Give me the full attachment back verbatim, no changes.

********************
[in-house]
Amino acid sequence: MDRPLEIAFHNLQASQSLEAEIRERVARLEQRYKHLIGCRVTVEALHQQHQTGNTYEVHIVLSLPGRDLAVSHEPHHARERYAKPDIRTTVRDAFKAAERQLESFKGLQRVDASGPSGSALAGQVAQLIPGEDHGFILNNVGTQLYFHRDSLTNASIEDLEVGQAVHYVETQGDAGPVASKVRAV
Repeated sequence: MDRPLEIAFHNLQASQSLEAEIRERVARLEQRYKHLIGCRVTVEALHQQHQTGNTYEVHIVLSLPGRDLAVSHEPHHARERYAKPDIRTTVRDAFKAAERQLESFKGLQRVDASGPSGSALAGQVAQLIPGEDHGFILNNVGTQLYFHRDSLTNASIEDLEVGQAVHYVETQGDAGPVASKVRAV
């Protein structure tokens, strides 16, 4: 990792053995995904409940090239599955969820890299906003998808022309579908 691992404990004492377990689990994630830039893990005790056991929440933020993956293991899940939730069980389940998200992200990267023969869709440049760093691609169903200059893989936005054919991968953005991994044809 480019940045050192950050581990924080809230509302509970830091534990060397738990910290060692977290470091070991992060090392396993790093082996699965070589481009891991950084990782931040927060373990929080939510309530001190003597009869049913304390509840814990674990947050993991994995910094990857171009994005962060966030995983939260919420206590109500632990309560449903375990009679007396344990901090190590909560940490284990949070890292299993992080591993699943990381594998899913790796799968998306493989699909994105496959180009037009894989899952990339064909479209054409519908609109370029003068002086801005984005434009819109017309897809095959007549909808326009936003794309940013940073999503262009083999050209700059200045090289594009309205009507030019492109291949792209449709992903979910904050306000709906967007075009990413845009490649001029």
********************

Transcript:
[in-house]
Amino acid sequence: MDRPLEIAFHNLQASQSLEAEIRERVARLEQRYKHLIGCRVTVEALHQQHQTGNTYEVHIVLSLPGRDLAVSHEPHHARERYAKPDIRTTVRDAFKAAERQLESFKGLQRVDASGPSGSALAGQVAQLIPGEDHGFILNNVGTQLYFHRDSLTNASIEDLEVGQAVHYVETQGDAGPVASKVRAV
Repeated sequence: MDRPLEIAFHNLQASQSLEAEIRERVARLEQRYKHLIGCRVTVEALHQQHQTGNTYEVHIVLSLPGRDLAVSHEPHHARERYAKPDIRTTVRDAFKAAERQLESFKGLQRVDASGPSGSALAGQVAQLIPGEDHGFILNNVGTQLYFHRDSLTNASIEDLEVGQAVHYVETQGDAGPVASKVRAV
């Protein structure tokens, strides 16, 4: 990792053995995904409940090239599955969820890299906003998808022309579908 691992404990004492377990689990994630830039893990005790056991929440933020993956293991899940939730069980389940998200992200990267023969869709440049760093691609169903200059893989936005054919991968953005991994044809 480019940045050192950050581990924080809230509302509970830091534990060397738990910290060692977290470091070991992060090392396993790093082996699965070589481009891991950084990782931040927060373990929080939510309530001190003597009869049913304390509840814990674990947050993991994995910094990857171009994005962060966030995983939260919420206590109500632990309560449903375990009679007396344990901090190590909560940490284990949070890292299993992080591993699943990381594998899913790796799968998306493989699909994105496959180009037009894989899952990339064909479209054409519908609109370029003068002086801005984005434009819109017309897809095959007549909808326009936003794309940013940073999503262009083999050209700059200045090289594009309205009507030019492109291949792209449709992903979910904050306000709906967007075009990413845009490649001029």